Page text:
So we have a situation in which the government seems content to continue the arbitrary arrest of delinquents, yet is unwilling to investigate and hold accountable groups that are a real and open threat – including to the just recovering tourism industry.

The irony in all of this is that the government has made security sector reforms one of its top priorities of 2012. It has released an action plan and a statement of values the security system should uphold, including raising confidence in the system and instituting community policing measures. Its efforts so far, at least by way of official spokemen, have fallen far short of this goal.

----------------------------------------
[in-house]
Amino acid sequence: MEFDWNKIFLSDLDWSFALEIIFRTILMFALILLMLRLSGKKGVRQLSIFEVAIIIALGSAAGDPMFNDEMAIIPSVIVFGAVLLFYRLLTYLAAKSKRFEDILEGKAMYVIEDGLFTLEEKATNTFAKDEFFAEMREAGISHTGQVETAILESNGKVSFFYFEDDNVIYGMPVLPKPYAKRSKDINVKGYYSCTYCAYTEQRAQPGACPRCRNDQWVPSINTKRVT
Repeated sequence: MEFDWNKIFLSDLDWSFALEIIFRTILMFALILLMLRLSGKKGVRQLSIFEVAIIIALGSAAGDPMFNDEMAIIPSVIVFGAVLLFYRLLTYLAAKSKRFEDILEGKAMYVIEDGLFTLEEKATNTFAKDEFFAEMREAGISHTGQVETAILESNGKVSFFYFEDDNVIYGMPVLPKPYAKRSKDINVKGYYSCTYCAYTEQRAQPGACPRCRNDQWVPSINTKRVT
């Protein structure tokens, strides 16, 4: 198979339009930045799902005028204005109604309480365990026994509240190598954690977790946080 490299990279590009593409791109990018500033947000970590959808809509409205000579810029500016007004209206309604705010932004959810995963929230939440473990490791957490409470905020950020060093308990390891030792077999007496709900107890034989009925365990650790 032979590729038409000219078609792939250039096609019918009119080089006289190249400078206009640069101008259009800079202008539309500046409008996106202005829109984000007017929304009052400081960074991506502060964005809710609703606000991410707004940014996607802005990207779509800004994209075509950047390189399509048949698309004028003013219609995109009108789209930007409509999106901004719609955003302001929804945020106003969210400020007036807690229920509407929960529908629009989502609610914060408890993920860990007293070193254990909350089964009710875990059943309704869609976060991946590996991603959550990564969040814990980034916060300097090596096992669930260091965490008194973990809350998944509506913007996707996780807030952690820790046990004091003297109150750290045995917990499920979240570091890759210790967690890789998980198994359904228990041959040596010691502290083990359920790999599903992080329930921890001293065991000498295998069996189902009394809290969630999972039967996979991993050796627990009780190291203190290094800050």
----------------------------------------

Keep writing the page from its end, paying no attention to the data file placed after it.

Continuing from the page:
[Photo: Image of police at the interior ministry from Nawaat]

3 thoughts on “Ben Ali-style security arrests raise questions on government commitment to security reform

  1. I think the issue of media complicity in this issue is a big part of the problem here. In a diverse and thriving media environment, such empty law & order rhetoric would be torn apart as you have done here, but in ways accessible to the majority of Tunisians. Are you aware of the hunger strike recently launched by journalists against favouritism and corruption in the media (http://atunisiangirl.blogspot.com.au/2012/05/tunisian-journalists-on-hunger-strike.html) – has there been any progress here that you know of?